Reviewed by Martin Hardeman (Eastern Illinois University)
Published on H-South (November, 2004)
Southern Histories consists of three revised lectures by David Goldfield, Robert Lee Bailey Professor of History at the University of North Carolina at Charlotte, originally delivered at Georgia Southern University's twelfth annual Jack N. and Addie D. Averitt lecture series. The book's purpose is to make sense of the ongoing reinterpretation of the South and, at the same time attack a false, even pernicious dichotomy dividing academic and public history.
The first piece, "Whose Southern History is it Anyway: Reconciling a Fractured Past," begins with an entertaining discussion of an earlier work, Still Fighting the Civil War: Southern History and the American South. Apparently, his critics urged Goldfield to leave the South, demanded he write "facts" rather than "opinions" and accused him of a 1984-style of historical distortion. His correspondents saw his challenge to the "traditional" story of the Old South, the Civil War and Reconstruction as an assault on their identity.
In the decades after Appomattox and the collapse of Reconstruction, a mythological past had been created and taken the place of the real one. In the myth, all was moonlight and magnolias; all white men were honorable, benevolent, and brave while all white women as well as African Americans of both genders were virtually invisible. This myth was sustained by the real world power of white men in a patriarchical and racist Redeemed New South.
While the creed of the Lost Cause and the Old South always had critics, it only came under sustained attack in the 1950s. A new generation, both black and white, tempered by the fires of World War II challenged the verities of the past in the courts, schoolrooms, politics, and social arrangements. Brown vs. Board of Education and the subsequent Civil Rights movement continuously assaulted the foundations of segregation. Academics like C. Vann Woodward, Kenneth M. Stampp, and John Hope Franklin continuously probed the factual bases of the myth. Gradually, white women and African Americans took on solidity and were no longer invisible.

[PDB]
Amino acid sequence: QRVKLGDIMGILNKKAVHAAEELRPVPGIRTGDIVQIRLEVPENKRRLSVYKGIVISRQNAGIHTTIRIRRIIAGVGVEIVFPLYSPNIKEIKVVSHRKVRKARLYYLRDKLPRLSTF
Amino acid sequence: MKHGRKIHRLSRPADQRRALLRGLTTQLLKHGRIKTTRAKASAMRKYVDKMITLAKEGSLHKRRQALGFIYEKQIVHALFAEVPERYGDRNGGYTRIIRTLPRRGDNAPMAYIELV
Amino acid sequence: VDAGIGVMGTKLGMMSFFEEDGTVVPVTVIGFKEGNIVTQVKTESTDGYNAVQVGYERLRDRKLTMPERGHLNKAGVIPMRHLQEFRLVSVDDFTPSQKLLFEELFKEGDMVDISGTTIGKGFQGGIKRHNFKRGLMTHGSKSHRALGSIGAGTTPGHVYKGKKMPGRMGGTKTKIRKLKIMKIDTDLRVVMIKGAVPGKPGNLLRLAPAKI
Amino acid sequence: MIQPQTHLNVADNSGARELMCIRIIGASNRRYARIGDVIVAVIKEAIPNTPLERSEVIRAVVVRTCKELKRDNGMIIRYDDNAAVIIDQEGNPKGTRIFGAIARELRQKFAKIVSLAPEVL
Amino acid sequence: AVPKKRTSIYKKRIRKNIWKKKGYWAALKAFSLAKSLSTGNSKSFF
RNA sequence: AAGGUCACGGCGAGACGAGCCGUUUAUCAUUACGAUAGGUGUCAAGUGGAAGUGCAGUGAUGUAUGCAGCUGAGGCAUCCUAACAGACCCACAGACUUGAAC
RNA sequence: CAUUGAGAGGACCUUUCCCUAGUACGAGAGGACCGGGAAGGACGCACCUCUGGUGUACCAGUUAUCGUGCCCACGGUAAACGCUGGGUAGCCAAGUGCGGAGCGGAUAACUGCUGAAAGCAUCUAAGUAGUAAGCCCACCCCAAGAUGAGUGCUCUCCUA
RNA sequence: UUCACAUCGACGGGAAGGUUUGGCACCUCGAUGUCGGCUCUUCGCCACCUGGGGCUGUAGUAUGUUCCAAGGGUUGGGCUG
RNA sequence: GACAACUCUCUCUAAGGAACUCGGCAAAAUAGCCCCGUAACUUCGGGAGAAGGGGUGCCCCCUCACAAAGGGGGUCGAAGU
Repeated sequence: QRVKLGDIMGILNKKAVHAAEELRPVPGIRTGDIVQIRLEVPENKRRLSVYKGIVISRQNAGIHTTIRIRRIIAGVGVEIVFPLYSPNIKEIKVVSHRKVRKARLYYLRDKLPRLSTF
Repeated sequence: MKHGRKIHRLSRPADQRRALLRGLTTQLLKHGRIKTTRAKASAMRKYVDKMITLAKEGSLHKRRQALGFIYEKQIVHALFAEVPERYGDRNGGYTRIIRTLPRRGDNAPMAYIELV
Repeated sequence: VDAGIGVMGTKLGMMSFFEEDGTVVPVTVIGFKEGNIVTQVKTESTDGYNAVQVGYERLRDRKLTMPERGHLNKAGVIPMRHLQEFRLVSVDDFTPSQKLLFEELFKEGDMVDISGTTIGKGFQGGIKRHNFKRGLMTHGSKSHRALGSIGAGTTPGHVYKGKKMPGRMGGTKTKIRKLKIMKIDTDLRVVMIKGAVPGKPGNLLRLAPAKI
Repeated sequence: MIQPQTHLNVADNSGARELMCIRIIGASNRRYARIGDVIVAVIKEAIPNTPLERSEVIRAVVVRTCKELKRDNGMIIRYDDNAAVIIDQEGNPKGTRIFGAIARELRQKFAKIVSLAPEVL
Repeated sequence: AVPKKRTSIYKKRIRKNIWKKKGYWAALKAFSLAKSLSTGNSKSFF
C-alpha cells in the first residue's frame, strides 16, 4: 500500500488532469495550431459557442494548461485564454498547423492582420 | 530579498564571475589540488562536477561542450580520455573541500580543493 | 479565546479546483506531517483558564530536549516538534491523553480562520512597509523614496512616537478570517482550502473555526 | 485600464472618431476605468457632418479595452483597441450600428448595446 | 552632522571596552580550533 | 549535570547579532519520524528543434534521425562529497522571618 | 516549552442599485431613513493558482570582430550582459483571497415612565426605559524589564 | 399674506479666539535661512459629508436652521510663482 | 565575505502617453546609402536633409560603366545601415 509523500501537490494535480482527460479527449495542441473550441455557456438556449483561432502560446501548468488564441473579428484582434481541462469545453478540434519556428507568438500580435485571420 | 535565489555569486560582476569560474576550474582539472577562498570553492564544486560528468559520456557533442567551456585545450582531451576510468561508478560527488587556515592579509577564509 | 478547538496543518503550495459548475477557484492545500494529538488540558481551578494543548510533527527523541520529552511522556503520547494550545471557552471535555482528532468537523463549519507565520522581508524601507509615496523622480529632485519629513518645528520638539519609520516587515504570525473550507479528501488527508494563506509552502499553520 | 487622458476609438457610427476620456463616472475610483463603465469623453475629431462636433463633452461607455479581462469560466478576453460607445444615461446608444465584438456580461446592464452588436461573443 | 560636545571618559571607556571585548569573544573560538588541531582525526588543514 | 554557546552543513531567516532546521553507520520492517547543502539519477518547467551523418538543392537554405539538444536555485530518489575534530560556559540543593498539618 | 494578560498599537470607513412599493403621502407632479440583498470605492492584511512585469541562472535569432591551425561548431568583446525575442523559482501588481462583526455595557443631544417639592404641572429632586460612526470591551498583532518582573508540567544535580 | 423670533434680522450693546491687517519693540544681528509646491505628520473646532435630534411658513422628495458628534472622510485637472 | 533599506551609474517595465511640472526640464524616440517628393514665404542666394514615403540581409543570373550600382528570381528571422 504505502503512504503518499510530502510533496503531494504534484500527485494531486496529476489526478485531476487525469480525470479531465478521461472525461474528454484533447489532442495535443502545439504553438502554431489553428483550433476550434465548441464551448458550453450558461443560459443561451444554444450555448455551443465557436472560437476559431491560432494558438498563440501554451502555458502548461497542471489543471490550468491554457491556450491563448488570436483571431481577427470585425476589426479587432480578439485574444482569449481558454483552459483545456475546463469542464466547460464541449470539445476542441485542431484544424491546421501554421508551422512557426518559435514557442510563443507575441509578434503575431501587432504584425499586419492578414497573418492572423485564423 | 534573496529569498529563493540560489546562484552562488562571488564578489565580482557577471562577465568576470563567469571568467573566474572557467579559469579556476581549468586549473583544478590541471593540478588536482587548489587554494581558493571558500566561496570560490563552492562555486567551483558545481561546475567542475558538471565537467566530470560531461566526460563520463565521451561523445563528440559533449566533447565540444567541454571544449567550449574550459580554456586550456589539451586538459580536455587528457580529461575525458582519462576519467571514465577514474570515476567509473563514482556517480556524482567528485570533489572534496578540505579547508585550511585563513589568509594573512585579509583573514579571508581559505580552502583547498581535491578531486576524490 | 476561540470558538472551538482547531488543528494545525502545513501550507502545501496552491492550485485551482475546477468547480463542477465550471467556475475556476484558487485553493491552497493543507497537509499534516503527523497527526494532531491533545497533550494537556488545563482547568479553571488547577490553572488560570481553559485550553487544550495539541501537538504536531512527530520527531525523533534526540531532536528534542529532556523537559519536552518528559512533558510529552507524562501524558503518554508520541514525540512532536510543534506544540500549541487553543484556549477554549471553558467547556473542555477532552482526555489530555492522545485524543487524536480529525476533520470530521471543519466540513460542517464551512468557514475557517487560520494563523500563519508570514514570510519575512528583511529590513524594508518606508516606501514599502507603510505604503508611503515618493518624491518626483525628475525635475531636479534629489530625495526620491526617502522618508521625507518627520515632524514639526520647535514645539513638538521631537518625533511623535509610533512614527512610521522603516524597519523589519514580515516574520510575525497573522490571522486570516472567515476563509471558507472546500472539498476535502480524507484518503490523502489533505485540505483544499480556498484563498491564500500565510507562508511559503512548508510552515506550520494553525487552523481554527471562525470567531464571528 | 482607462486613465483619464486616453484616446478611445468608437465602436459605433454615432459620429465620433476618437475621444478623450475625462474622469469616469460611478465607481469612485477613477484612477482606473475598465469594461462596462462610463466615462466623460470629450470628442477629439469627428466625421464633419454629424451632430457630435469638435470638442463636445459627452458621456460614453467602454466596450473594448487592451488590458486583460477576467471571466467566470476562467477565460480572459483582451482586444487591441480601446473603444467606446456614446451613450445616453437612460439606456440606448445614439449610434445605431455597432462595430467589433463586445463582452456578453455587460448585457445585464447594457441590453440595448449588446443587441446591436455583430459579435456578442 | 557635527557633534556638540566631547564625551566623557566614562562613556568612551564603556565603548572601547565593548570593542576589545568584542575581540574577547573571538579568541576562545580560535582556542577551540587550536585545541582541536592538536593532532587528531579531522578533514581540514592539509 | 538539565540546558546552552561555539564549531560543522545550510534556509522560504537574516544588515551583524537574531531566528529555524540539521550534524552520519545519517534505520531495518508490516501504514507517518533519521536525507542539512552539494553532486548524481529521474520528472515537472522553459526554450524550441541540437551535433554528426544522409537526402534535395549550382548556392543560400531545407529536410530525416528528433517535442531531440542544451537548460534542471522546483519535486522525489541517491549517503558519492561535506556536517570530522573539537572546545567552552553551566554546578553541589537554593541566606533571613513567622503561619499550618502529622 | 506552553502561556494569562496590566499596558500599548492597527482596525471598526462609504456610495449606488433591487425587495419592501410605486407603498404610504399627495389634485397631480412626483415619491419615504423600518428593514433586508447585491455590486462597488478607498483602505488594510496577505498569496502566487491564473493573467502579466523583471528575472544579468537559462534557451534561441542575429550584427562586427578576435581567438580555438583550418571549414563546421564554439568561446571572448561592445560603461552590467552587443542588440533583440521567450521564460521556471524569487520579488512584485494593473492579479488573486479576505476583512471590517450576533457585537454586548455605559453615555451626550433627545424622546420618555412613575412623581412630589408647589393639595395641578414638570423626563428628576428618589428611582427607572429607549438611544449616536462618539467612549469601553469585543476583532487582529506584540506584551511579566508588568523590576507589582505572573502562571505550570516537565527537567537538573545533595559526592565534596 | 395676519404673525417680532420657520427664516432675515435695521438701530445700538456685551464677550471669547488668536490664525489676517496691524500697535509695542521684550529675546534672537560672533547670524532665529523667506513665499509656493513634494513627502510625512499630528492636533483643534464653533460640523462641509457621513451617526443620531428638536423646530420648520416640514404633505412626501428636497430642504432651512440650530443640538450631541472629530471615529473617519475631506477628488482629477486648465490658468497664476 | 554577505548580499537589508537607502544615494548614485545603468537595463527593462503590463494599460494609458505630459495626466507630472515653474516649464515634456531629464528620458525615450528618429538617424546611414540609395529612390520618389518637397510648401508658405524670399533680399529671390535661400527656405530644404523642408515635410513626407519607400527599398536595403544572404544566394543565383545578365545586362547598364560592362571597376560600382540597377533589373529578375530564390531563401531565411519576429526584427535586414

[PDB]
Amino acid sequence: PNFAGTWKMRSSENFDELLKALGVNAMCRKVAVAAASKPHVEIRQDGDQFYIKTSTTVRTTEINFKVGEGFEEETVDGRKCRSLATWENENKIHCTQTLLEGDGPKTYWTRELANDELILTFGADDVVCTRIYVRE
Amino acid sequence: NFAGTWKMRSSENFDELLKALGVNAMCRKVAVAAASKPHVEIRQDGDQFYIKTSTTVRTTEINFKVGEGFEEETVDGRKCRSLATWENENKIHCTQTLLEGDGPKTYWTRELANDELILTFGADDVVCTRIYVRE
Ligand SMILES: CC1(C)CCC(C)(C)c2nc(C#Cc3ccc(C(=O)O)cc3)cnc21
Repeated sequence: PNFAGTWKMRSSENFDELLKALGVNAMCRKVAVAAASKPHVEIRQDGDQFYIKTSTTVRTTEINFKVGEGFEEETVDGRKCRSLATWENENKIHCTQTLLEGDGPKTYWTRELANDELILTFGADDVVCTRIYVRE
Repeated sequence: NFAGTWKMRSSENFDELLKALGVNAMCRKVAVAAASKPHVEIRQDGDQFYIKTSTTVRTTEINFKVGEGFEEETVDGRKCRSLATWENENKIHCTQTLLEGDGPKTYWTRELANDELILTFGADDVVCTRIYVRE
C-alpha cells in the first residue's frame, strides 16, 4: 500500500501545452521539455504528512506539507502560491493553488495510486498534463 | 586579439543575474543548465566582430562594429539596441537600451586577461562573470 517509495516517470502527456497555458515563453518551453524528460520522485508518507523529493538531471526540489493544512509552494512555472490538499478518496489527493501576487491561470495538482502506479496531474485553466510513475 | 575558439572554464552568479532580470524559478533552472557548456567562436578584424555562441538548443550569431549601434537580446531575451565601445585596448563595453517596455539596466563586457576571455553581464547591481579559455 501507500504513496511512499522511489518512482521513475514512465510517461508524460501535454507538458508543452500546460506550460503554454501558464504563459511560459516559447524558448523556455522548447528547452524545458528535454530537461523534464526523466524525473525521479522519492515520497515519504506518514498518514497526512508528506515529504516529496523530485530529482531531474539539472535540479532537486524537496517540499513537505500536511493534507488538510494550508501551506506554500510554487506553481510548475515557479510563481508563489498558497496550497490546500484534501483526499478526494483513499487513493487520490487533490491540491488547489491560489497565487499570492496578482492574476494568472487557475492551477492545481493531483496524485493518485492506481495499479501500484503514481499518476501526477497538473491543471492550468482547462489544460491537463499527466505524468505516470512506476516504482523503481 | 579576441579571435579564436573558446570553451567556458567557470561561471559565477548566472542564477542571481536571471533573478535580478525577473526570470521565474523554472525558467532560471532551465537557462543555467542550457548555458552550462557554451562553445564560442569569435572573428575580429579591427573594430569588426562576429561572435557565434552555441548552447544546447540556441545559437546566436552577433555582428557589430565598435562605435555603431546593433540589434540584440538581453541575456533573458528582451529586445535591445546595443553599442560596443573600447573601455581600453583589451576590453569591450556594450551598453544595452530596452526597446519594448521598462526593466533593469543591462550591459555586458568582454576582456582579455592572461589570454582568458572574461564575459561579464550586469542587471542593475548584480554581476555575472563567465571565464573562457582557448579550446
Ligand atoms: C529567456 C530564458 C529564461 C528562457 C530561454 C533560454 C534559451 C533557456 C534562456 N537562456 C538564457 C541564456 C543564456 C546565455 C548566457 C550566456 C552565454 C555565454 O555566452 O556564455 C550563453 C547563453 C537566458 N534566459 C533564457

Yet, as Goldfield sees it, revolutionary times and revisionist scholarship have not created a new synthesis of the past, but rather competing histories. The political struggle over the Confederate battle flag, the rise of neo-Confederate organizations and recently published books such as James Everett Kibler's Our Fathers' Fields: A Southern Story (1998), and Charles Adams's When in the Course of Human Events: Arguing the Case for Southern Secession (2000), illustrate the vitality of an identity myth.
In the second piece, "Faith of Our Fathers: Southern Religion in a Global Age," Goldfield explores the place of evangelical Protestantism in the creation and maintenance of the post-Civil War South. Confederate defeat, he concludes, melded veneration for the Lost Cause with a fundamentalist belief in an Old Testament God who had chastened his beloved people. Together they defined the white South as a community and this community possessed little tolerance for reformers, dissenters, or doubt. Religion undergirded Jim Crow and the state governments of the South tacitly supported a regional theocracy.